Milk. It does the body good, but what kind should you opt for? For years now we've been told to lower the fat intake in the dairy we consume. But that advice may need an overhaul, following a study published in the journal Circulation.
In blood analyses of more than 3,000 individuals over 15 years, Dr. Dariush Mozaffarian and colleagues found that those drinking full-fat dairy had a lower diabetes risk. The trouble is, fat-free or skim products can be more calorific, and those who avoid full-fat dairy tend to consume more sugar or carbohydrates, leading to insulin spikes and increased chance of diabetes.
And when it comes to weight, while it may seem counter-intuitive, a study of over 18,0000 women in the American Journal of Nutrition found that consuming full-fat dairy actually lowered a woman's chance of being overweight and obese by eight per cent.
Wait, what? One explanation for this is that since full-fat products are more filling, we tend to eat less of those foods.
Fat has long been demonized. However, not all types of fats are created equal.
Nutritionists focus on lowering cholesterol and "unhealthy" fats, yet they do so without increasing sugars and carbs.
Obviously Mozaffarian isn’t suggesting we go out there and guzzle a litre of homogenized milk, but that we simply look at the bigger picture and reframe our perception of full-fat products.
“In the absence of any evidence for the superior effects of low fat dairy, and some evidence that there may be better benefits of whole fat dairy products for diabetes, why are we recommending only low fat diary? We should be telling people to eat a variety of dairy and remove the recommendation about fat content.”
Everything in moderation - except for taste, that is. Now, pass the butter and double cream.
Reading a snippet from a recent GQ interview with Charlize Theron reminds me of that old commercial. You know the one, where the woman says, "Don't hate me because I'm beautiful." Yeah, that commercial always irked me.
Well, decades have passed, and here is Theron, doing just that - lamenting the impact her ravishing beauty has had on her acting career.
“Jobs with real gravitas go to people that are physically right for them and that’s the end of the story," says Theron in the interview. "How many roles are out there for the gorgeous, fucking, gown-wearing eight-foot model? When meaty roles come through, I’ve been in the room and pretty people get turned away first.”
Her words come at a time when Hollywood's casting methods are under intense scrutiny. Women of colour, as well as women over a certain age, particularly struggle to land parts at all.
So it comes off as rich for someone like Theron, an Oscar-winner, to complain. Yet in her own way she has rallied against being typecast as the pretty girl.
Though hugely successful as Theron has been, you can't help but notice the parts that have brought her the most recognition have also been the parts that involved the most radical physical transformation.
A shaved head in Mad Max: Fury Road. An extra thirty pounds in Monster. Prosthetics in both cases.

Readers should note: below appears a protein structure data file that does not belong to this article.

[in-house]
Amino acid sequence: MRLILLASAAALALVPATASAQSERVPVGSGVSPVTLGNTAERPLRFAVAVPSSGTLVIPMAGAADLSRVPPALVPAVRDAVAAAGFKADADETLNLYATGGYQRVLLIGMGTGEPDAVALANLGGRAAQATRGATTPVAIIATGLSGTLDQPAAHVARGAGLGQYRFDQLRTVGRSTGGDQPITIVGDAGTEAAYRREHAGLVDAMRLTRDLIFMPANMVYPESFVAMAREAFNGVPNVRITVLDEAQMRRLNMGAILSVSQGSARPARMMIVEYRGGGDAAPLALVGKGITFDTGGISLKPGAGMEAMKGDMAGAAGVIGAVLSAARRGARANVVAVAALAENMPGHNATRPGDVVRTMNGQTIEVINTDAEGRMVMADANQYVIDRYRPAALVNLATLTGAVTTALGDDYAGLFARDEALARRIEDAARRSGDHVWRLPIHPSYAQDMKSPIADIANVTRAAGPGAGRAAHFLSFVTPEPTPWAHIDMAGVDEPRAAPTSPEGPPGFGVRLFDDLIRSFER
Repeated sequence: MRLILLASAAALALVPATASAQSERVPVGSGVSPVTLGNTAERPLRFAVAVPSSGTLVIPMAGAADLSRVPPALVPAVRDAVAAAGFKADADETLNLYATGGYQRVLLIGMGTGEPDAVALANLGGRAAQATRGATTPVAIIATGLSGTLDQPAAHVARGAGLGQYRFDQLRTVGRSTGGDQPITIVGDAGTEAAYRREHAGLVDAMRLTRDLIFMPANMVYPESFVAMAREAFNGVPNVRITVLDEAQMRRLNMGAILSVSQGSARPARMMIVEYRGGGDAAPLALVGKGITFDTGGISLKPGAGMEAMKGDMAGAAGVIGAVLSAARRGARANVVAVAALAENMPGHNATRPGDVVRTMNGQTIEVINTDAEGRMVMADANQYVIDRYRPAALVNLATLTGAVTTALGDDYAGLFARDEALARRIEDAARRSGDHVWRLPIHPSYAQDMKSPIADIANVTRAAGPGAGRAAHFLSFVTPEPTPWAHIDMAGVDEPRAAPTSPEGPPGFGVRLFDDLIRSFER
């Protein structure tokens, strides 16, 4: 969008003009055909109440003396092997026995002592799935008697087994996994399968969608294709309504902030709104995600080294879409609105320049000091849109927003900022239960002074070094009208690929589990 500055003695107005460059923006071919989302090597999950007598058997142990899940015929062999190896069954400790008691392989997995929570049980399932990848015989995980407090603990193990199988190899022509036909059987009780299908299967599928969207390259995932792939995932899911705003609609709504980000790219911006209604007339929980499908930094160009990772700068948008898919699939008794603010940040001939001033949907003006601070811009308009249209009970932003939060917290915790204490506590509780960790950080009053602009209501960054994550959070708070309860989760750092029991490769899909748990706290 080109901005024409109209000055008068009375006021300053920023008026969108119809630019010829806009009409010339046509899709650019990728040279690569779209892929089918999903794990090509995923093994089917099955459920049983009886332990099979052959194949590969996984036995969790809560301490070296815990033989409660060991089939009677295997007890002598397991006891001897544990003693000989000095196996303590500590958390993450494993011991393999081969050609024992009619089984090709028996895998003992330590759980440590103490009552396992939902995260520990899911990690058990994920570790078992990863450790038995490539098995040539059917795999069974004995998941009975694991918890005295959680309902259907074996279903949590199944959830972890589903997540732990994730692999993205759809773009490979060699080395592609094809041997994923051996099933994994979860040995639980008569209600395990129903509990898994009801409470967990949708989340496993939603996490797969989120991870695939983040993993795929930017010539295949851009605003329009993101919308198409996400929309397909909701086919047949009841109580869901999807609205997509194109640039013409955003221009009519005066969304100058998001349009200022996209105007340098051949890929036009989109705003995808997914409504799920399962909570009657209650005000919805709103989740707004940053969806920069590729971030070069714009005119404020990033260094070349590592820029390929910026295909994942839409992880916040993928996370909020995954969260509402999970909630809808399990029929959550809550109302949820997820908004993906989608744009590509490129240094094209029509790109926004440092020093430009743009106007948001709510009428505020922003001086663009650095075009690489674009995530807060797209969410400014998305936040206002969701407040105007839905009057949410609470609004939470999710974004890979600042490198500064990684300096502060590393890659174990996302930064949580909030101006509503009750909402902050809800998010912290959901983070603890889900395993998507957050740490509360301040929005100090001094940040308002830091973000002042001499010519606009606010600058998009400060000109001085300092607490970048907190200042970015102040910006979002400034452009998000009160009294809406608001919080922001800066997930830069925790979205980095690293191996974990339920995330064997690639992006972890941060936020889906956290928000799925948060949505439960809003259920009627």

The point is, she still managed to beat out other actresses to bag those roles. She went on to be nominated - and win - prestigious awards.
"We live in a society where women wilt and men age like fine wine. And, for a long time, women accepted it," says Theron."We were waiting for society to change, but now we're taking leadership. It would be a lie to say there is less worry for women as they get older than there is for men...It feels there's this unrealistic standard of what a woman is supposed to look like when she's over 40."
That double standard is ingrained in all of society, I'd argue, not just within the confines of glittery Hollywood. Maggie Gyllenhaal knows all about that.
Beauty has no doubt served Theron well in her modelling and advertising career for Dior. It's interesting to think that in Hollywood at least, while beauty may initially open doors for "pretty girls" like Theron, in the long run it turned out to be her Achilles heel.
The manufacturers of Cold-fX are in court today fighting more than just the common cold. Valean Pharmaceuticals is opposing an application in the B.C. Supreme Court to grant class-action lawsuits, such as the one claimed by Vancouver resident, Don Harrison.
Back in 2012, Harrison challenged Valean and subsidiary Afexa Life Sciences over Cold-fX's “immediate relief of cold and flu” claim.
In 2004, the company's own research reportedly proved this statement to be false, with the natural cold relief product having only a placebo effect unless taken for two- to six-month periods.
Despite the findings of its study, Valeant went on to “knowingly or recklessly” promote the product, claims Harrison, posing potential health risks and adverse side effects to consumers.
“The gist of the case is that people paid money for a worthless product ... and the money they spent should be returned,” said Harrison’s lawyer, John Green.
It reads like alleged false advertising, yet the claims have yet to be proven in court.
Meantime, a further lawsuit has been filed in Saskatchewan. If the people get their way, Valean may be forced to refund customers to the tune of $500 million.
Whether the class action gets the green light or not, this remains an important case for Canadians.
As consumers, we need to know that companies are held accountable for their wares - and natural health companies are no exception. I wonder if cases like this - and the recent allegations about the Honest Company - will make consumers skeptical of the efficacity of natural products in general.
Whether it's a cold remedy or a detergent, we need to be able to trust that what we are buying is the genuine article. That kind of consumer transparency should be a right, not a bonus.
Bottom line: companies should not be able to intentionally mislead the public and get away with it.